, Eth. Ἰᾶπυξ
), was the name given by the Greeks to the SE. portion of Italy, bordering on the Adriatic Sea, but the term was used with considerable vagueness, being sometimes restricted to the extreme SE. point or peninsula, called also Messapia, and by the Romans Calabria; at other times extended so as to include the whole of what the Romans termed Apulia. Thus Scylax describes the whole coast from Lucania to the promontory of Drion (Mt. Garganus) as comprised in Iapygia, and even includes under that appellation the cities of Metapontum and Heraclea on the gulf of Tarentum, which are usually assigned to Lucania. Hence he states that their coast-line extended for a space of six days and nights' voyage. (Scyl. § 14. p. 5.) Polybius at a later period used the name in an equally extended sense, so as to include the whole of Apulia (3.88), as well as the Messapian peninsula; but he elsewhere appears to use the name of Iapygians as equivalent to the Roman term Apulians, and distinguishes them from the Messapians (2.24).
This is, however, certainly contrary to the usage of earlier Greek writers. Herodotus distinctly applies the term of Iapygia to the peninsula, and calls the Messapians an Iapygian tribe; though he evidently did not limit
it to this portion of Italy, and must have extended it, at all events, to the land of the Peucetians, if not of the Daunians also. (Hdt. 4.99
.) Aristotle also clearly identifies the Iapygians with the Messapians (Pol.
5.3), though the limits within which he applies the name of Iapygia (Ib.
7.10) cannot be defined. Indeed, the name of the Iapygian promontory (ἡ ἄκρα ἡ Ἰαπυγία
), universally given to the headland which formed the extreme point of the peninsula, sufficiently proves that this was considered to belong to Iapygia. Strabo confines the term of Iapygia to the peninsula, and says that it was called by some Iapygia, by others Messapia or Calabria. (Strab. vi. pp. 281, 282.) Appian and Dionysius Periegetes, on the contrary, follow Polybius in applying the name of Iapygia to the Roman Apulia, and the latter expressly says that the Iapygian tribes extended as far as Hyrium on the N. side of Mt. Garganus. (Appian, Ann.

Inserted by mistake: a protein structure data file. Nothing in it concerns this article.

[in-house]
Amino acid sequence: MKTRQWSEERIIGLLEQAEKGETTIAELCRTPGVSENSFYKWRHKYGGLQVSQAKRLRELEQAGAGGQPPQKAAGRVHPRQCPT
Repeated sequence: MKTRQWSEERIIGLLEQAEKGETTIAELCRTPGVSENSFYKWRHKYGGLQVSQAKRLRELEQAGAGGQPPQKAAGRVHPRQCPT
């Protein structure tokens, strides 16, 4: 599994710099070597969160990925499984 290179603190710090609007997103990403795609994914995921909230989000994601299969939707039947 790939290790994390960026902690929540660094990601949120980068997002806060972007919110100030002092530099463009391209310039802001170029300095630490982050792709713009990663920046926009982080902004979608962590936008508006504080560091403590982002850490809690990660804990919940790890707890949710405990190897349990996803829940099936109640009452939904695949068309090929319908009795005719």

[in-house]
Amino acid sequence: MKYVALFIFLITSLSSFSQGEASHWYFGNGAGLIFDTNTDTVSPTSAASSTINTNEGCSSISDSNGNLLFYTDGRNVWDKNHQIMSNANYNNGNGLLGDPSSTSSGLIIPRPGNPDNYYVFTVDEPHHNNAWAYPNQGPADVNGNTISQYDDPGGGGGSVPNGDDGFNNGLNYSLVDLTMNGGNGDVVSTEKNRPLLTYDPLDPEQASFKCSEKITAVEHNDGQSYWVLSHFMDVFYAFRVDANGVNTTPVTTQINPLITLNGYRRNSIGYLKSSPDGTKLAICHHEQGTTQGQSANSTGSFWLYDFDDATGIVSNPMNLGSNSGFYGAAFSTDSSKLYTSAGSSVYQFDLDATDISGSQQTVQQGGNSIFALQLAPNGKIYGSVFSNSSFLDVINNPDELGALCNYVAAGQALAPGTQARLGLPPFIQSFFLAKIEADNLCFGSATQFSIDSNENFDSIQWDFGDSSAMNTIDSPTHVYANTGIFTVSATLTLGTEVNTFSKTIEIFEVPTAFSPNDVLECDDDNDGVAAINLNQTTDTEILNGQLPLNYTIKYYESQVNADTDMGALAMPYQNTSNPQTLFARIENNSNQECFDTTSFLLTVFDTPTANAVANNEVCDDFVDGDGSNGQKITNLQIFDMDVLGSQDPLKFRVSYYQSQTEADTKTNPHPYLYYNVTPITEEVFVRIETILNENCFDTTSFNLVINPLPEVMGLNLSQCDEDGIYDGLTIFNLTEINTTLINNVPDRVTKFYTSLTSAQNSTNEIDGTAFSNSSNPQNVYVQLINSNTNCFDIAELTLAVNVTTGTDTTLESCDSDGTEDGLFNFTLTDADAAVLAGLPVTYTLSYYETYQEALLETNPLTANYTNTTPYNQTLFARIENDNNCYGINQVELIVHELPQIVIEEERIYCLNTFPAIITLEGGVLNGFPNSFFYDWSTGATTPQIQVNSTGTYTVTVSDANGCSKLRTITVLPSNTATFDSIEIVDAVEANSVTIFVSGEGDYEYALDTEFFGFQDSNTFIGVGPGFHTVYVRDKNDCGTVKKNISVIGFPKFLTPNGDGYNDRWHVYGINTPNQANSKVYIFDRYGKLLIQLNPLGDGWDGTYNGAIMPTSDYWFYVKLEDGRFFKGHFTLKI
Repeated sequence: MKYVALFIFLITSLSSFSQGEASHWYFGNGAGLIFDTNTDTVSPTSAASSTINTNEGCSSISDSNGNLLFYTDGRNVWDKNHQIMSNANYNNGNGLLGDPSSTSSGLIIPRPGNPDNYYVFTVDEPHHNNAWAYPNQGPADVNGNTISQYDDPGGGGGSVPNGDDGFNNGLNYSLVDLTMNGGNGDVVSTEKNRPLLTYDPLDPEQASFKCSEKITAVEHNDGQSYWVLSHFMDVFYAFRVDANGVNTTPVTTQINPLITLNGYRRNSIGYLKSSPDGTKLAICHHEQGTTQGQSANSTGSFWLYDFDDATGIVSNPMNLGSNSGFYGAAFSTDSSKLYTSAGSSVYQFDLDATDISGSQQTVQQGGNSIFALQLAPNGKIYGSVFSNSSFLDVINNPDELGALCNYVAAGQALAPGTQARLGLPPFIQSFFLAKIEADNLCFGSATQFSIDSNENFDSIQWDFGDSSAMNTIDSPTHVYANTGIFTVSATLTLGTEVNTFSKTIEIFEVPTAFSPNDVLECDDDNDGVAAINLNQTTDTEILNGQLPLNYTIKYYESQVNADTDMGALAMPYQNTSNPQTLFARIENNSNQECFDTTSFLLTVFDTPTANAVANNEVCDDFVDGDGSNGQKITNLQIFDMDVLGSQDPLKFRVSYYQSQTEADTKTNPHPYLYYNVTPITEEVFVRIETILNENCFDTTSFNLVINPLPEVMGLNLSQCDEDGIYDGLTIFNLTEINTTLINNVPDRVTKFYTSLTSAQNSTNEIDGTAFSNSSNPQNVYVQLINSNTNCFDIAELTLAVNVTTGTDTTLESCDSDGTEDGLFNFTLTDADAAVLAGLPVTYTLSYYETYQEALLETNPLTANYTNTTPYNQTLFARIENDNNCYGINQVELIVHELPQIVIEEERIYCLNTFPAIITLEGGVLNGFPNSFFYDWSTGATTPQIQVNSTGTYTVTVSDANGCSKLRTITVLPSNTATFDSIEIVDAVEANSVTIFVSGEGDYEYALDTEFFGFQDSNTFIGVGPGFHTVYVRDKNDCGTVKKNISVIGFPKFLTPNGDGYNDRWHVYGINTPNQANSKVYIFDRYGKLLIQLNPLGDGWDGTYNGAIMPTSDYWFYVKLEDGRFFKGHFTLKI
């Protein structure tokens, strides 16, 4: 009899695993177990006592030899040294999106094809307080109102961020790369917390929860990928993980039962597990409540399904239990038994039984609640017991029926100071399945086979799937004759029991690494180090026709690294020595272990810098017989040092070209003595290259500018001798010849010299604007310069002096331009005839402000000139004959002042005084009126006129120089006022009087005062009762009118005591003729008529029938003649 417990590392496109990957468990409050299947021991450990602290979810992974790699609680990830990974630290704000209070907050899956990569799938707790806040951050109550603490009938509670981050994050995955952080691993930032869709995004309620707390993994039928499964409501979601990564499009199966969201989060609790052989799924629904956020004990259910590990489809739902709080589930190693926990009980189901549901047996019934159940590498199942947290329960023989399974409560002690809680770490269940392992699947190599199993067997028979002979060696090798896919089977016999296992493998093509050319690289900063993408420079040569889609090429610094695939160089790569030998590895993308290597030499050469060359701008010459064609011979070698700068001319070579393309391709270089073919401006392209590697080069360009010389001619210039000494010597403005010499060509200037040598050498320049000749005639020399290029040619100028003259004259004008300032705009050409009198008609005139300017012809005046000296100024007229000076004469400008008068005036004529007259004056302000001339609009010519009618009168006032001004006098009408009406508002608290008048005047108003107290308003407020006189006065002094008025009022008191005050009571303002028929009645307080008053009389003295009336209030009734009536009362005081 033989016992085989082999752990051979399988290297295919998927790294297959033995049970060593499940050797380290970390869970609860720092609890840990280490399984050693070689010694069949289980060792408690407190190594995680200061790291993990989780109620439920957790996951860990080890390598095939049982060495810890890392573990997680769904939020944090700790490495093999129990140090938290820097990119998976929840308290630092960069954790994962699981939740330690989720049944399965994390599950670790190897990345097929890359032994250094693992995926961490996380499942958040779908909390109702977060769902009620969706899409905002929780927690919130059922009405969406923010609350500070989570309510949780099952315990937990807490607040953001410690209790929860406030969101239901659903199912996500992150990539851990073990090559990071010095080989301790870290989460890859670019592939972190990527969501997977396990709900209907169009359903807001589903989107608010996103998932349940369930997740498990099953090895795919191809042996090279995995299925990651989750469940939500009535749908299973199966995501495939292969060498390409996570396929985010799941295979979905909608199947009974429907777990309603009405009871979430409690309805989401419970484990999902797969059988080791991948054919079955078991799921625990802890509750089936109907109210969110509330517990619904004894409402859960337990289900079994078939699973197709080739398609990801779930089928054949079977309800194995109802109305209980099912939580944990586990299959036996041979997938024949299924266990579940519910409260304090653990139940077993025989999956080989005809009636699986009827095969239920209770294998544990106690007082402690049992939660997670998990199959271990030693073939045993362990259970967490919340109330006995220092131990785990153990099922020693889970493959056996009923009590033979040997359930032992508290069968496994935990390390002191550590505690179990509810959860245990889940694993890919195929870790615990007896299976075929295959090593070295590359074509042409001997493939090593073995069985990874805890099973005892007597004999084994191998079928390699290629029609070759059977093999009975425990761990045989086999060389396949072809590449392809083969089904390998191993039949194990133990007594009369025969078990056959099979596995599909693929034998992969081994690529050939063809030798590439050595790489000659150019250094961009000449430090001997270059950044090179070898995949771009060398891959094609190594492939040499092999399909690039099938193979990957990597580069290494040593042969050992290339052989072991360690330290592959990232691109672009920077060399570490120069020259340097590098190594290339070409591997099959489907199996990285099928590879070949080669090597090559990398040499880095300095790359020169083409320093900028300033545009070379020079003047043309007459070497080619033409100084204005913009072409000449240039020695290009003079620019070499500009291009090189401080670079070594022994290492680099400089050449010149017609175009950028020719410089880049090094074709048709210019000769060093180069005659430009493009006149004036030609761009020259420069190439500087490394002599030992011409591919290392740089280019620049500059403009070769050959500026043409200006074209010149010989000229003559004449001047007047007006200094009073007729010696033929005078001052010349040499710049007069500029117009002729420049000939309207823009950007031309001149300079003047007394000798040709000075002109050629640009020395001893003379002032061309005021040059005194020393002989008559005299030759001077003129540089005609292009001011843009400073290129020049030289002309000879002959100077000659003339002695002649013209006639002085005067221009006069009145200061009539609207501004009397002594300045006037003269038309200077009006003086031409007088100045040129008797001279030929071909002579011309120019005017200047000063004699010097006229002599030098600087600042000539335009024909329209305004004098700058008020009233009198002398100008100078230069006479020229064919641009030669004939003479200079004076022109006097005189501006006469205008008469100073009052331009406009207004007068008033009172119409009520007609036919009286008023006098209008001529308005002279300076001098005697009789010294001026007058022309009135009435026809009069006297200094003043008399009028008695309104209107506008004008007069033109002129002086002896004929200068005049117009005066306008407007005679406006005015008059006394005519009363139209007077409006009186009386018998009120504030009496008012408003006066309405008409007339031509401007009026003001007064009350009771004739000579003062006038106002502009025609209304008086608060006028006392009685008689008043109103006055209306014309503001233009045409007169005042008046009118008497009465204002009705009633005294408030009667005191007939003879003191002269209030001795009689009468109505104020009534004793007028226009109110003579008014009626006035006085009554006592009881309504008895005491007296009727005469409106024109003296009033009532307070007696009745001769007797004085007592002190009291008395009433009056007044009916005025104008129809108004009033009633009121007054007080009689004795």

45; Dionys. Per. 379.) Ptolemy, as usual, follows the Roman writers, and adopts the names then in use for the divisions of this part of Italy: hence he ignores altogether the name of Iapygia, which is not found in any Roman writer as a geographical appellation; though the Latin poets, as usual, adopted it from the Greeks. (Verg. A. 11.247
; Ovid, Ov. Met. 15.703
We have no clue to the origin or meaning of the name of Iapygians, which was undoubtedly given to the people
) before it was applied to the country which they inhabited. Niebuhr (vol. i. p. 146) considers it as etymologically connected with the Latin Apulus,
but this is very doubtful.
The name appears to have been a general one, including several tribes or nations, among which were the Messapians, Sallentini, and Peucetians: hence Herodotus calls the Messapians, Iapygians (Ἰήπυγες Μεσσάπιοι,
, 7.170); and the two names are frequently interchanged. The Greek mythographers, as usual, derived the name from a hero, Iapyx, whom they represented as a son of Lycaon, a descent probably intended to indicate the Pelasgic origin of the Iapygians. (Anton. Liberal. 21; Plin. Nat. 3.11. s. 16
.) For a further account of the national affinities of the different tribes in this part of Italy, as well as for a description of its physical geography, see the articles APULIA